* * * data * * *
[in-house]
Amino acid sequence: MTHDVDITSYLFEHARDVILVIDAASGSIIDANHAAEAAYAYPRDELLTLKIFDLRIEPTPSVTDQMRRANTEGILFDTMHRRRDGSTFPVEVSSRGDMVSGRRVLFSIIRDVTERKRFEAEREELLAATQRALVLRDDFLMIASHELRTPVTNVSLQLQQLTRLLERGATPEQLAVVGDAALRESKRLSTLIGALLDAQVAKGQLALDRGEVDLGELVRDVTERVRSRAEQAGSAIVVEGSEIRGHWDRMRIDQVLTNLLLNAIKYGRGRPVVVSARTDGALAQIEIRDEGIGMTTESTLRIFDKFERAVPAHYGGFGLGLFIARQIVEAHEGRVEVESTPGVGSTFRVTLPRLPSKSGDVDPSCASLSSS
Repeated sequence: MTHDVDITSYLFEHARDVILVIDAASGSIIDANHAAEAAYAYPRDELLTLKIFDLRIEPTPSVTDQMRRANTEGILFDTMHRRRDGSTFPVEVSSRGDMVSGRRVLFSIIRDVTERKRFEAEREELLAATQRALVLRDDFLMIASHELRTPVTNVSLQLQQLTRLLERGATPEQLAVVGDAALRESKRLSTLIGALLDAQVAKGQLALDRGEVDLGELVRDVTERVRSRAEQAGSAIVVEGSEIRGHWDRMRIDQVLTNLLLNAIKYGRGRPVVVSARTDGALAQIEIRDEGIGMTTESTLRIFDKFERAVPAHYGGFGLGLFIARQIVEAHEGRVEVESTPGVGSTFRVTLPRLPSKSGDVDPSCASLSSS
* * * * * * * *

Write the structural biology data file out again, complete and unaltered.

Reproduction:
[in-house]
Amino acid sequence: MTHDVDITSYLFEHARDVILVIDAASGSIIDANHAAEAAYAYPRDELLTLKIFDLRIEPTPSVTDQMRRANTEGILFDTMHRRRDGSTFPVEVSSRGDMVSGRRVLFSIIRDVTERKRFEAEREELLAATQRALVLRDDFLMIASHELRTPVTNVSLQLQQLTRLLERGATPEQLAVVGDAALRESKRLSTLIGALLDAQVAKGQLALDRGEVDLGELVRDVTERVRSRAEQAGSAIVVEGSEIRGHWDRMRIDQVLTNLLLNAIKYGRGRPVVVSARTDGALAQIEIRDEGIGMTTESTLRIFDKFERAVPAHYGGFGLGLFIARQIVEAHEGRVEVESTPGVGSTFRVTLPRLPSKSGDVDPSCASLSSS
Repeated sequence: MTHDVDITSYLFEHARDVILVIDAASGSIIDANHAAEAAYAYPRDELLTLKIFDLRIEPTPSVTDQMRRANTEGILFDTMHRRRDGSTFPVEVSSRGDMVSGRRVLFSIIRDVTERKRFEAEREELLAATQRALVLRDDFLMIASHELRTPVTNVSLQLQQLTRLLERGATPEQLAVVGDAALRESKRLSTLIGALLDAQVAKGQLALDRGEVDLGELVRDVTERVRSRAEQAGSAIVVEGSEIRGHWDRMRIDQVLTNLLLNAIKYGRGRPVVVSARTDGALAQIEIRDEGIGMTTESTLRIFDKFERAVPAHYGGFGLGLFIARQIVEAHEGRVEVESTPGVGSTFRVTLPRLPSKSGDVDPSCASLSSS